Having been using SpecFlow for almost two years, I was very excited about the (long awaited) release of SpecFlow 1.9. It’s packed with so many goodies that I really think it should have been called 2.0. But Gaspar Nagy is a modest man
There is no point of listing here all new SpecFlow features – you can read it here. In this blog I’d like to focus on one particular improvement that made me upgrade my projects immediately. Because it helps against text duplication. Let’s see how.
Original Cucumber approach to variables is to represent them in step definitions using regular expressions, so they can be matched and replaced with instance data. Even hardcore regex lovers should admit that regular expressions don’t really fit in environment where the goal is to present specifications and tests using natural language. So there’s been numerous attempts in various Cucumber ports to provide alternative conventions.
Here are a few step definitions from a project I am working on. You don’t need to pay attention to service names and other domain-specific stuff – this time we’ll look at the ceremony around it, or in fact reducing this ceremony. So let’s look at how the step definitions were written prior release of SpecFlow 1.9.
I have marked SpecFlow binding attributes – they are just Gherkin phrases except for the variables represented by regular expressions. They are attached to method with names that are also (at least when generated by SpecFlow) same Gherkin phrases with underscores replacing spaces (you can keep spaces when writing step definitions in F#) and variables moved to a method parameter list.
So we have three variations of the same Gherkin phrase: first in the original feature file, second in a method name and third in the attached .NET attribute (Given, When or Then). We have to keep two of them in order to bind the feature and the steps, but can we get rid of the third one?
With SpecFlow 1.9 we can – unless we have special reasons to match variables using regular expressions, and in most of the specifications I’ve seen there were no such reasons. The feature text can be mapped directly to the method names if we add a simple convention to represent variables.
We’ll begin by removing text from the Given/When/Then attributes, as you can see below.
If you were systematic about step definitions method names so they matched related Gherkin text and if .NET attribute texts that you removed didn’t contain regular expressions, SpecFlow will be able to bind methods to Gherkin phrases. If method names were different or if step definitions used regular expressions, SpecFlow will display unmatched steps in purple. In our example this will be a method that used regular expression matching return code:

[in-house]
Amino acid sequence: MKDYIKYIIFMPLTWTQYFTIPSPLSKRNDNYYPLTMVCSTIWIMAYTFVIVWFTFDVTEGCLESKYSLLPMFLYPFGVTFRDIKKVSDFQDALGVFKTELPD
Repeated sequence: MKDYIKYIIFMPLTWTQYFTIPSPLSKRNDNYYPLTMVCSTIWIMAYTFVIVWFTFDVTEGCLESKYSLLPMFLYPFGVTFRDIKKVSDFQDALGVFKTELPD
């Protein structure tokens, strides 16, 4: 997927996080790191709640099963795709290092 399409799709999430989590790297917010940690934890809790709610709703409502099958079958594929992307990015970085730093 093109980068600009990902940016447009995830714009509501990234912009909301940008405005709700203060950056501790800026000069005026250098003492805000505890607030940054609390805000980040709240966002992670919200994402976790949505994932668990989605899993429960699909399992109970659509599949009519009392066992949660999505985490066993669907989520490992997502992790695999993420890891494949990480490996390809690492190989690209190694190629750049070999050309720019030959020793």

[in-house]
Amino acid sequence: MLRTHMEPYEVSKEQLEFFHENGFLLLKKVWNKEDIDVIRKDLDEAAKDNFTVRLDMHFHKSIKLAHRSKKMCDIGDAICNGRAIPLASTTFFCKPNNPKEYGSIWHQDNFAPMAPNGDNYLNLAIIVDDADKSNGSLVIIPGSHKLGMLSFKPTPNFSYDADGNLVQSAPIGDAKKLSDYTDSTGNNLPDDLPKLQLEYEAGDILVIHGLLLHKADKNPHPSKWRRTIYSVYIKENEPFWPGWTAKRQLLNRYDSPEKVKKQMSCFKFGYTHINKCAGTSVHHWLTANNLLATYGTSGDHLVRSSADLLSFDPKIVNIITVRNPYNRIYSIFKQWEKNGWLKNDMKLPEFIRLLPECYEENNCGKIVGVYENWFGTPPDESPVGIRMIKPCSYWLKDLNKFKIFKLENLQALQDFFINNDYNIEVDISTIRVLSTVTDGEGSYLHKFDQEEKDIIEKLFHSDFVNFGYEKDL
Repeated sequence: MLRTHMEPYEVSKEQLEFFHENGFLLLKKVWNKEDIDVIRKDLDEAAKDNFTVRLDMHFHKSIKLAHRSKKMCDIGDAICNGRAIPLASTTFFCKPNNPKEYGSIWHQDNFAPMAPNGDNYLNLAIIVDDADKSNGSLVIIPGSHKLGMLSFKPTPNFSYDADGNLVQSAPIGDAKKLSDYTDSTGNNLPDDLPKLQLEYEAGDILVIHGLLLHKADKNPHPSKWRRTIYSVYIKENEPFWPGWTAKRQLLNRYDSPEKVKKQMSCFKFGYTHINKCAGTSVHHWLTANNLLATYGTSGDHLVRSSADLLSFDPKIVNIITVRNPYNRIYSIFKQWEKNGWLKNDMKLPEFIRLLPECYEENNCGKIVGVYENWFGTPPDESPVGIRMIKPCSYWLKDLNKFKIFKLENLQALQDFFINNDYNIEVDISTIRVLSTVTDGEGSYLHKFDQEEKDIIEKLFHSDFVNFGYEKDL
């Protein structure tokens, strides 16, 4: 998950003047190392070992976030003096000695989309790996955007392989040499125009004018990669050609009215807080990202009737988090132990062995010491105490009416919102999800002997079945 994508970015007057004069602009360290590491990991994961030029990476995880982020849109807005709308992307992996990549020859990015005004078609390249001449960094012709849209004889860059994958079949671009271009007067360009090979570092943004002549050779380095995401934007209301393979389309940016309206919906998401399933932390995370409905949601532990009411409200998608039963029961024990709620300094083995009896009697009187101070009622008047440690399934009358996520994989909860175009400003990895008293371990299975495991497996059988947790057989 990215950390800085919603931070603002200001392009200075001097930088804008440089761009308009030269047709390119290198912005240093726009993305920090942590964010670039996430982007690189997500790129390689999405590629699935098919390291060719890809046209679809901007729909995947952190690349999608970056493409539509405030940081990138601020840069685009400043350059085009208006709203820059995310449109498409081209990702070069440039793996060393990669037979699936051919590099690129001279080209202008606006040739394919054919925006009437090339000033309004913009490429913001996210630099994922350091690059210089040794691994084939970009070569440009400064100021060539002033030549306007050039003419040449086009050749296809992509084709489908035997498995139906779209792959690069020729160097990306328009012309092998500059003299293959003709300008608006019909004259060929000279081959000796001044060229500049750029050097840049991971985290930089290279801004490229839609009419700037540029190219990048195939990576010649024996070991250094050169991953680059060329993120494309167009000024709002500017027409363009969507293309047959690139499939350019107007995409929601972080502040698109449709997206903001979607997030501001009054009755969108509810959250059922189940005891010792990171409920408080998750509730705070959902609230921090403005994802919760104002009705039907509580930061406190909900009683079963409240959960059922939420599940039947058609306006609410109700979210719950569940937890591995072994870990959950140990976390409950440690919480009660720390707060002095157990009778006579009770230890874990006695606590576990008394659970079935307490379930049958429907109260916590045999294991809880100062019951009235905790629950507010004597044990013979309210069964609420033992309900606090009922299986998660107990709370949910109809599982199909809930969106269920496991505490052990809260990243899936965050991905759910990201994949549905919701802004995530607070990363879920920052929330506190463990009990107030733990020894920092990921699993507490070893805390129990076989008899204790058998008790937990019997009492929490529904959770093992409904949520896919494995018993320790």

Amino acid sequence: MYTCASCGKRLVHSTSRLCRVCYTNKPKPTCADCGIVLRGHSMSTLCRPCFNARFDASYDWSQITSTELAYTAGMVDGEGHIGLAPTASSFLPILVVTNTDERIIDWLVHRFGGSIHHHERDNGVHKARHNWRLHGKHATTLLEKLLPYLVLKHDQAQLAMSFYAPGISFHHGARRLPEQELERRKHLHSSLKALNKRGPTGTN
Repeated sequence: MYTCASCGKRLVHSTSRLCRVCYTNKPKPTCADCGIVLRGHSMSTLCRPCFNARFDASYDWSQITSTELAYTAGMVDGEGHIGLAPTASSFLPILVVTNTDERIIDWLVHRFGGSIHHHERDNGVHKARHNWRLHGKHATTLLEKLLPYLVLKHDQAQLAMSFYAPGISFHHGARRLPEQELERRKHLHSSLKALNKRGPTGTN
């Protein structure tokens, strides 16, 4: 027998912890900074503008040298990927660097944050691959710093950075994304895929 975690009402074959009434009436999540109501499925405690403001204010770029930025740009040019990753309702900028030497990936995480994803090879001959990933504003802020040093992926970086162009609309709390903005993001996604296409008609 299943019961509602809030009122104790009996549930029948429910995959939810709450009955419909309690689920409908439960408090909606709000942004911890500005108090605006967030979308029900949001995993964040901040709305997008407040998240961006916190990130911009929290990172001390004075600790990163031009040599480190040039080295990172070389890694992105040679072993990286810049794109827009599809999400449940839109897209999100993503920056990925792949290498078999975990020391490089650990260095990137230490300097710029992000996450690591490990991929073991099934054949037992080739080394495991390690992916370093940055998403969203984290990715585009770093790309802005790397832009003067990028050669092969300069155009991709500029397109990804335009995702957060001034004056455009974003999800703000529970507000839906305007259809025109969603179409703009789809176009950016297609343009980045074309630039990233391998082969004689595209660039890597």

We need to fix unmatched steps. This is as easy as extending a method name with a variable name written in capitalized form and separated with underscores. So if your original Gherkin phrase was “Service should return OK” and you want “OK” to be an instance of a variable, then in a step definition you should declare such variable as you do in standard Cucumber approach, let’s say it’s called “returnCode” and call a method “Service_should_return_RETURNCODE”. This will do the trick.
After saving the step definition file we can check the feature file and verify that the purple color is gone: SpecFlow restored the step binding:
If you are like me and hate typing same text multiple times, you may want to start refactoring your step definitions immediately. Bear in mind however a couple of things to ensure the transition to regex-free step definitions will be smooth:
- Your step definition method names should match Gherkin steps, otherwise SpecFlow won’t be able to bind them. If you accepted SpecFlow automatic method generation and updated method names whenever you changed Gherkin steps, you will be rewarded. But even if you didn’t, there is not much to worry about: as you saw, SpecFlow will kindly display in purple all unmatched steps, so a quick feature definition review will uncover all missing bindings.
- If your variables in your step definitions used special formatting, for example, were enclosed in double-quotes like some of the variables in the example above, you will have to remove special formatting or keep regular expressions. Regex-free approach interprets the whole string as a variable, so spend some time on regression testing after the refactoring. I first didn’t notice double-quotes in my Gherkin steps, and most of the related tests failed. Fortunately, this is usually easy to fix.